Scent of a Gamer

From the computer to the tabletop, this is all about games. Updated each week-end.

Changes to Magic set structure

The three-set block structure has been a mainstay of Magic: the Gathering since the late 1990s. In an important article, Magic’s head designer Mark Rosewater lays out the persistent problems of this structure. The problem, in essence, is the third set of each block.

A number of solutions has been tried, but few are considered to have worked. This discussion made me consider what third sets I have liked since starting Magic. I began playing with Odyssey block, and I can nominate Judgment, Dissension, and New Phyrexia as third sets I have liked. That’s not a promising hit rate.

The solution to the ‘third set problem’ is Gordian; get rid of the third set.


From the block after Khans of Tarkir (as yet unnamed) there will be two changes. First, blocks will now consist of two sets rather than three. Second, the Core Set is no more. From 2016 forward, there will still be four set releases each year for Magic, but these will be block sets only.

Blocks will now start in October and end in February, then start in April and finish in June. The uneven spacing echoes today’s schedule and avoid releasing during the Christmas break or (northern hemisphere) summer holiday period.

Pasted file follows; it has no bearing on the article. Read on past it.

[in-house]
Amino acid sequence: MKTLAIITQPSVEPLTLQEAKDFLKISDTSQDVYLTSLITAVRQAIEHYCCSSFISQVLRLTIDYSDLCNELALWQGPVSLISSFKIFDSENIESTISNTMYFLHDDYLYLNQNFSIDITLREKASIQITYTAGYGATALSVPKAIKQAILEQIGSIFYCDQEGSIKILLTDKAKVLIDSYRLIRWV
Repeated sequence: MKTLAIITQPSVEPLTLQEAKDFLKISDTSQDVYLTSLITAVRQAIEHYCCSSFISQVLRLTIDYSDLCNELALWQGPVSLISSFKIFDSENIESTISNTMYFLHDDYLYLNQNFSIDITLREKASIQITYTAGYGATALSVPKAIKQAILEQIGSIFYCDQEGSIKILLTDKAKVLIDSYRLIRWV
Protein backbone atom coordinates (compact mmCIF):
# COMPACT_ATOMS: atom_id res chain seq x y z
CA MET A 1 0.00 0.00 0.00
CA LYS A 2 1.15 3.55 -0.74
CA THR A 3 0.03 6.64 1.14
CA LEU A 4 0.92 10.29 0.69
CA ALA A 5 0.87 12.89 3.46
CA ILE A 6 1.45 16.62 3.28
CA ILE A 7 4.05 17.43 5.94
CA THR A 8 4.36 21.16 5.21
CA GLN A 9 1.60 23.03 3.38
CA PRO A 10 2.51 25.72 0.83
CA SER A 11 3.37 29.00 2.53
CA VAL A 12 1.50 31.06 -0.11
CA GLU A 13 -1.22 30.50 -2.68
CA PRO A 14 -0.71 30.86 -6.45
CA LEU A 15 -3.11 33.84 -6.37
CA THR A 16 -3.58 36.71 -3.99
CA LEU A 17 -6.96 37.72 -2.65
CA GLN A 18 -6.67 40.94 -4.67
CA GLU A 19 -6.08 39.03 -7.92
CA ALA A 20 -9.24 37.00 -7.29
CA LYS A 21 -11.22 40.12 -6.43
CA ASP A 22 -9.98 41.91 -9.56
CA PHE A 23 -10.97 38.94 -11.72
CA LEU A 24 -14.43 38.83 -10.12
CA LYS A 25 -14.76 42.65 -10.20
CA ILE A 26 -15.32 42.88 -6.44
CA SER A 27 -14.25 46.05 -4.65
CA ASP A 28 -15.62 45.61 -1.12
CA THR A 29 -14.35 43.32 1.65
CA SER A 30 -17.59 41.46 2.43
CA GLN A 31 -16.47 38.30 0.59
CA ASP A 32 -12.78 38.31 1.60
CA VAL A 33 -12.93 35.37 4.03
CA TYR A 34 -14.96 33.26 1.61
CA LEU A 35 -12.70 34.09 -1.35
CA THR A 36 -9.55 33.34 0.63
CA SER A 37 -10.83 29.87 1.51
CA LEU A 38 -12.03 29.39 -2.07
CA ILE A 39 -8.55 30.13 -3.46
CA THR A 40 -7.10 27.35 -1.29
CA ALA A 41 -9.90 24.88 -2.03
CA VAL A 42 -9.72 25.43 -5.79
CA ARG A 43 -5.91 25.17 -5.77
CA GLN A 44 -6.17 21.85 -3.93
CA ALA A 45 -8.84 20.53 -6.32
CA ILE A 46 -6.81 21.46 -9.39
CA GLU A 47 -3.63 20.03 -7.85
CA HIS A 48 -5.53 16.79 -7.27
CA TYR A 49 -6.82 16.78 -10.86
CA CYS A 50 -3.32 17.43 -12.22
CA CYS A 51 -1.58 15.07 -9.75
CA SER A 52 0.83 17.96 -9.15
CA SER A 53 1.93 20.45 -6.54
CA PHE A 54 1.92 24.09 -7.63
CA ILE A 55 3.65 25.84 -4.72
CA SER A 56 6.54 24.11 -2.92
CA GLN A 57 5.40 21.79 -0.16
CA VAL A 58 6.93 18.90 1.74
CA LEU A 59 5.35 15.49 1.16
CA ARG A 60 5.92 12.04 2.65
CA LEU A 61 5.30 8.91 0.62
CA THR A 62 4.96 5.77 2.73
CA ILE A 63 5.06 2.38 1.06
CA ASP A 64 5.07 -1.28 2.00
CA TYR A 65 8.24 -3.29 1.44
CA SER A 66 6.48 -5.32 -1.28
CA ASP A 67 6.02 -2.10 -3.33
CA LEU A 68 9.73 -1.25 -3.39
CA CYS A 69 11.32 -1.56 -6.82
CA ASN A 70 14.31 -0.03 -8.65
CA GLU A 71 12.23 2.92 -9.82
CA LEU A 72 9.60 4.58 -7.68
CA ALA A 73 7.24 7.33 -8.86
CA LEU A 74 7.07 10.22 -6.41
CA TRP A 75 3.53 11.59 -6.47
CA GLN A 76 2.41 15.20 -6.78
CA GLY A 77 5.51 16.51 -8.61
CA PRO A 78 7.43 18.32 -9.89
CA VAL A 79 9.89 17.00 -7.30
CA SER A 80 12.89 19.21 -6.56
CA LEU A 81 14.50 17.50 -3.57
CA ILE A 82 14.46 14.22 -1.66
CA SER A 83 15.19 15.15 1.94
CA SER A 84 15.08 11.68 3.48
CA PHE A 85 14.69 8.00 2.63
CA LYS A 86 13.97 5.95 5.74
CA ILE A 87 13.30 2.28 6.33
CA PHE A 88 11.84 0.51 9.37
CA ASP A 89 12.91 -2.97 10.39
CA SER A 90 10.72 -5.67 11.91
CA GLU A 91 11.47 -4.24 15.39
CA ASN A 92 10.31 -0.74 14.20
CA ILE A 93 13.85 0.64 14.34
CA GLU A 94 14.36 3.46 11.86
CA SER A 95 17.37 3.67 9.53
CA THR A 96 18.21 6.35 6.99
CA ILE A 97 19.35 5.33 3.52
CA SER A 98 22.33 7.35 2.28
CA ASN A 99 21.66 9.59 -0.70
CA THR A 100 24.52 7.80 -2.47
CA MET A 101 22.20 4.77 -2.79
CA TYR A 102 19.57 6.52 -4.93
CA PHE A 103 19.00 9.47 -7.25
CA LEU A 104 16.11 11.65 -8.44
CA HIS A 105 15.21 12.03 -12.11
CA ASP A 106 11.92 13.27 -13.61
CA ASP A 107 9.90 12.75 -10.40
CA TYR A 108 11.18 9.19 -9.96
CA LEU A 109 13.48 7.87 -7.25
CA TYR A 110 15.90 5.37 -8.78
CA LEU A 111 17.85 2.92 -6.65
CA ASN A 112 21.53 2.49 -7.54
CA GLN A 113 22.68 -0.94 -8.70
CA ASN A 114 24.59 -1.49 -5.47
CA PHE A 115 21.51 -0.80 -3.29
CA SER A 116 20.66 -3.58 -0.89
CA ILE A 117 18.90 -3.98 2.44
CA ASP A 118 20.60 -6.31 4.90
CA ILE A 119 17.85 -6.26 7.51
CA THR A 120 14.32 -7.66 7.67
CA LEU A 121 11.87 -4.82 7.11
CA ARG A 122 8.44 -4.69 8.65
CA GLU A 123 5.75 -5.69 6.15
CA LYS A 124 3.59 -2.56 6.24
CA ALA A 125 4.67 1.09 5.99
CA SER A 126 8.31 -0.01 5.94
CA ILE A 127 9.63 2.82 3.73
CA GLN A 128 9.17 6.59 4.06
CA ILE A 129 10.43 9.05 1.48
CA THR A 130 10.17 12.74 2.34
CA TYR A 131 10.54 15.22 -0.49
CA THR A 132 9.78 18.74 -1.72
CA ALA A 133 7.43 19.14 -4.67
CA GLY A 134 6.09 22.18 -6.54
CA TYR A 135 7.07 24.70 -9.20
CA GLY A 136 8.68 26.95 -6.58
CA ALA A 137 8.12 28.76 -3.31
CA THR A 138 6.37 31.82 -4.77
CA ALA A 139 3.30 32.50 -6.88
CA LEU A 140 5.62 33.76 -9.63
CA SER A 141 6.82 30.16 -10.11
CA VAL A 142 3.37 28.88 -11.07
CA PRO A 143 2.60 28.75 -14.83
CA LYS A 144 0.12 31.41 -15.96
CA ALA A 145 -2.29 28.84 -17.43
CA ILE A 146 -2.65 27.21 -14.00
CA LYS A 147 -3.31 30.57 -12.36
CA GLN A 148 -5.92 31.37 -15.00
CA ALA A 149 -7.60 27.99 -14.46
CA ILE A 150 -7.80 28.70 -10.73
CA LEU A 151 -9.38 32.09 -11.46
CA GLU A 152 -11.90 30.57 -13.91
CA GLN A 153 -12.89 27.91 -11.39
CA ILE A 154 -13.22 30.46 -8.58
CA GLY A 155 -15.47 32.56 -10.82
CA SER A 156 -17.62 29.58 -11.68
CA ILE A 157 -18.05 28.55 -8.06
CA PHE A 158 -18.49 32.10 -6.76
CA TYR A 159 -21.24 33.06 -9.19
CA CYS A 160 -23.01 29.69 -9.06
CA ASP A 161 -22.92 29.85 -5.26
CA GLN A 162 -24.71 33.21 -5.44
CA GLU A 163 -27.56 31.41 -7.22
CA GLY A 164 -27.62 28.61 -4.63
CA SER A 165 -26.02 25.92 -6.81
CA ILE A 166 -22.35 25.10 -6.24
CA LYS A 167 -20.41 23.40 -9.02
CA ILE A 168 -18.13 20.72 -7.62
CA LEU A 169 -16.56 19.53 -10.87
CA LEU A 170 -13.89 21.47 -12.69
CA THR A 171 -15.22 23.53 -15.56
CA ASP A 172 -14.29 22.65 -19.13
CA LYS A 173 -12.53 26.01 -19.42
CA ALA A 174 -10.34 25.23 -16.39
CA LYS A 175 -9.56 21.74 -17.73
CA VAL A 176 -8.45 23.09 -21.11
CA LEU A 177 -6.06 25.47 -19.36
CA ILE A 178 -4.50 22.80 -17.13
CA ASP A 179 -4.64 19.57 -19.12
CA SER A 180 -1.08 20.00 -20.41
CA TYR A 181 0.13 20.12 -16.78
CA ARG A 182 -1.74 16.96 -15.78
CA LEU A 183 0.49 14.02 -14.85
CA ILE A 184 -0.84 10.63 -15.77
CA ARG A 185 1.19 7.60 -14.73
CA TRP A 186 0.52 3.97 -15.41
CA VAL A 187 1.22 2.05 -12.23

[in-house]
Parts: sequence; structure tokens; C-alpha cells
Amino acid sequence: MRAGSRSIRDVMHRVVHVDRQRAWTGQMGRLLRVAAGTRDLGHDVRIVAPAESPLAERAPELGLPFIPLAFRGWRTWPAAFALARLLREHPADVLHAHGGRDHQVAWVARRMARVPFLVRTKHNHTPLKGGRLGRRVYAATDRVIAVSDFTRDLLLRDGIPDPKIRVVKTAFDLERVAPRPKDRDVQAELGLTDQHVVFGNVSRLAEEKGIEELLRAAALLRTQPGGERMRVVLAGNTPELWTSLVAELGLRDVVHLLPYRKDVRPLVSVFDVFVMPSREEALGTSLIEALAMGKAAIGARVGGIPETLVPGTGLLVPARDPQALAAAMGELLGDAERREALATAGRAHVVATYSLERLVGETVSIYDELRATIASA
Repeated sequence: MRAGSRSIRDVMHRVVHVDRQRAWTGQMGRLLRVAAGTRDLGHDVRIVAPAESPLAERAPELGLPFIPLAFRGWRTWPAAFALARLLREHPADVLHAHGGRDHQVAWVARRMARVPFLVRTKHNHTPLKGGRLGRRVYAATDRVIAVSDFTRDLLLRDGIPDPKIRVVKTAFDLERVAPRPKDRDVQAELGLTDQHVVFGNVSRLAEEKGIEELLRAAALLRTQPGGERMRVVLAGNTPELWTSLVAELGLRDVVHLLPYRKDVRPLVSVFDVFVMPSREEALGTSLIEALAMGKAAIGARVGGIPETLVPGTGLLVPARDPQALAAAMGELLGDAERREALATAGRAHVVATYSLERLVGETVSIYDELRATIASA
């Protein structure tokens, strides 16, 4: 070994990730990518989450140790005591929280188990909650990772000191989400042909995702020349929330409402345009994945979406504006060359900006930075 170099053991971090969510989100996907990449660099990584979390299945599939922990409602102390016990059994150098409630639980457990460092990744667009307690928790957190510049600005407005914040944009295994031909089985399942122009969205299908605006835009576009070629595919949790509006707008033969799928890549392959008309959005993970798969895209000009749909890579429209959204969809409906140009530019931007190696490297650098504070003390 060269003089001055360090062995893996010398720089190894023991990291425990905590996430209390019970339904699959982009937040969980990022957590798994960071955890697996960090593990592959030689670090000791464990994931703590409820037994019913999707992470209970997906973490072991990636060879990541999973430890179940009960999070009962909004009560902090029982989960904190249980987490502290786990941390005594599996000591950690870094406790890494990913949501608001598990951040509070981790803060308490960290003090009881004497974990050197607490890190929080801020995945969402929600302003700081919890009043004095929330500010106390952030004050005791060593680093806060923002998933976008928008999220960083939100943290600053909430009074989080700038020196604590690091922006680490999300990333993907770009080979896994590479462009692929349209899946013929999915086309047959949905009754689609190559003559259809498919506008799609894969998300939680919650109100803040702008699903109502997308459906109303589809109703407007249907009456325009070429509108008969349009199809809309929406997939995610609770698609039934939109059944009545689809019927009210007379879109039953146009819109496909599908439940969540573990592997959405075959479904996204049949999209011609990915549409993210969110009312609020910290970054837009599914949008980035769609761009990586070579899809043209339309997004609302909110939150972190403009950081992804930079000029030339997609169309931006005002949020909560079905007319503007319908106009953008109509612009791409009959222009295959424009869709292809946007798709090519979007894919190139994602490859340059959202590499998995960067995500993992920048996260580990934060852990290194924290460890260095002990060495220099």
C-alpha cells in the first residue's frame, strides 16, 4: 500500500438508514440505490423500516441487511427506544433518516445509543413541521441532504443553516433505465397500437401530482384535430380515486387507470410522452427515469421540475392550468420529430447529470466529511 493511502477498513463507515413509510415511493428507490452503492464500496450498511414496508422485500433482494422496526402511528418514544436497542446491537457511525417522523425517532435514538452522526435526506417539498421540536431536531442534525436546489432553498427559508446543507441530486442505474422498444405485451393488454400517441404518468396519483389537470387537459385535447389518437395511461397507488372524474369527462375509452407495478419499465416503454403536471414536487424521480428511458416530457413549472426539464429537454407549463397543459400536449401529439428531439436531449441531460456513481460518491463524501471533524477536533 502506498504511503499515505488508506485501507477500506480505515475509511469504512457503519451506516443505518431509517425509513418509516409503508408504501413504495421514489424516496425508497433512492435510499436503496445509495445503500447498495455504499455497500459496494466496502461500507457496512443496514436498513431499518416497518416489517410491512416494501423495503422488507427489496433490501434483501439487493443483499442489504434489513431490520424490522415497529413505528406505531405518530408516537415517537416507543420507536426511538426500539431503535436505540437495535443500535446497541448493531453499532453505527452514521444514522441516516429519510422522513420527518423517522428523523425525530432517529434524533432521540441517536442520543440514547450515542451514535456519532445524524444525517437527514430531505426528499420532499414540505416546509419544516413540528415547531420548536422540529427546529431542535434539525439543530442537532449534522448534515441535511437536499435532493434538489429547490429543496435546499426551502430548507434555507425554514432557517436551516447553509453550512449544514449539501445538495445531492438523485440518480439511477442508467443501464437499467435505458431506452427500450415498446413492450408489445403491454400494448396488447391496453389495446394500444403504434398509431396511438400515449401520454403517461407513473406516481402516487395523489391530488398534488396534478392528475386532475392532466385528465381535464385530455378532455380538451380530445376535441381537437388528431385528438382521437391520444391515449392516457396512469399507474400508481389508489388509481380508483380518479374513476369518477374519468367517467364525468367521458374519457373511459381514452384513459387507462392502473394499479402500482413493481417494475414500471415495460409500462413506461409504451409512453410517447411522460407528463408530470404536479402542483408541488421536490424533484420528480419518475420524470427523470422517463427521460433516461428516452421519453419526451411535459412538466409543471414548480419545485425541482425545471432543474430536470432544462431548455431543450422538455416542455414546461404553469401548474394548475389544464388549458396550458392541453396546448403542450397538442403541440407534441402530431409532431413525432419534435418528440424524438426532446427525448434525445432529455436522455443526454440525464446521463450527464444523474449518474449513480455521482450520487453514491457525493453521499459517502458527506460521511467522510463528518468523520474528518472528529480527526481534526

It’s early days, but I like the idea of these changes. There’s nothing I liked about Core Sets that couldn’t also be done by an expert set – mainly connecting with the block to come (t will now be part of it) and showing us the updated planeswalkers following previous events. Magic 2015’s Ajani Steadfast and Jace the Living Guildpact show those planeswalkers after the events of Theros and Dragon’s Maze, respectively.

I’m especially looking forward to the creative side of this – two blocks per years means different settings and artwork, including new basic lands. I may not mirror the typical Magic players response when I say I’m happy that two blocks means two different sets of basic lands per year.


There is one aspect of the changes that may form a caveat for some. In competitive play, Standard rotation (cards moving in and out of format legality) will happen twice per year rather than once. Right now rotation happens on the release of a new block and that won’t change, however there will now be two new block releases per year.

This won’t take full effect until 2016.

Well done Wizards of the Coast for giving us such advance notice. The reason given for this is that the new rotation schedule will affect the third set of the forthcoming Khans of Tarkir block. They want us to know what the changes mean for this final three-set block before we buy into it.

I hope other companies are watching and learning from this example.

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